The American Iron and Steel Institute at the consortium's general meeting Monday-Tuesday (May 14-15) in Washington will disclose two new UltraLight Steel Auto initiatives and announce online classes for engineers that AISI hopes will expand use of steel in future automotive applications.

Surprisingly, AISI isn't expected to increase pressure on the Bush Admin. to initiate fast track legislation that would help struggling steel producers hurt by imports. “I kind of applaud the government for not rushing into this,” says Darryl Martin, AISI senior director of automotive applications. “We'd like relief as quick as we can get it. But we need it to be comprehensive, not just a quick fix.”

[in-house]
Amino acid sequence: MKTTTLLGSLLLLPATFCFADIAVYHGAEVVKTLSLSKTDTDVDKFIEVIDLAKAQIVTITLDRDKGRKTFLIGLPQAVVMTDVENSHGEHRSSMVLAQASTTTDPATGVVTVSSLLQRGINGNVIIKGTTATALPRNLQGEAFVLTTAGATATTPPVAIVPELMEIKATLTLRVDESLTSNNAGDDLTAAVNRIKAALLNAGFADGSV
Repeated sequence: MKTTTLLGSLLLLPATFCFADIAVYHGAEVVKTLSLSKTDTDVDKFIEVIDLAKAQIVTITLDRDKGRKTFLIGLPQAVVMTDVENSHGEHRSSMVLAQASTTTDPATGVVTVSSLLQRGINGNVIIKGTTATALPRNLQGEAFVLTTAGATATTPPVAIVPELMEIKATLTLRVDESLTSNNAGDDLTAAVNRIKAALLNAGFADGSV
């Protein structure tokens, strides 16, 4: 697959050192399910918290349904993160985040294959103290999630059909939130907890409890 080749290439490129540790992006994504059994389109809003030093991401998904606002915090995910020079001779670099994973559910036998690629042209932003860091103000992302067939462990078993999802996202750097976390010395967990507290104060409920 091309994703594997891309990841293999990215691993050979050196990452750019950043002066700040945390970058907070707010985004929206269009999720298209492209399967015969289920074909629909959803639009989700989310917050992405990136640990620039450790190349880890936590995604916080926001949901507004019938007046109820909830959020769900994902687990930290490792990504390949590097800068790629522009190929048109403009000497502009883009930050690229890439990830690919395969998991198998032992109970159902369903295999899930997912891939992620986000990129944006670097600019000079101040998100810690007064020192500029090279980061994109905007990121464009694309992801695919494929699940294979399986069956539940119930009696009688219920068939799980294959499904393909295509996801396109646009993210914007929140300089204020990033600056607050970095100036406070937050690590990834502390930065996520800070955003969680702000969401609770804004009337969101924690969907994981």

AISI says steel mills have been hit hard by the slowing automotive market, overcapacity, unfairly priced imports and rising energy prices, which will add $80 million-$100 million in costs for steel mills this year. President Bush's campaign strategy last fall pledged a strong commitment to domestic energy firms. But the Bush Admin. has not investigated dumping claims, and recently it appointed to the Council of Economic Advisers economist Anne Krueger, who opposes legislative protection for the domestic steel industry.

AISI substantially cut its marketing budget earlier this year because many of its members couldn't pay membership fees due to financial difficulties. Mr. Martin believes the budget will be fully restored for 2002, and says the goal AISI set in 2000 for steel use to grow by 25% by 2005 still is an objective, “although it's slipped a little bit to '08 or so.”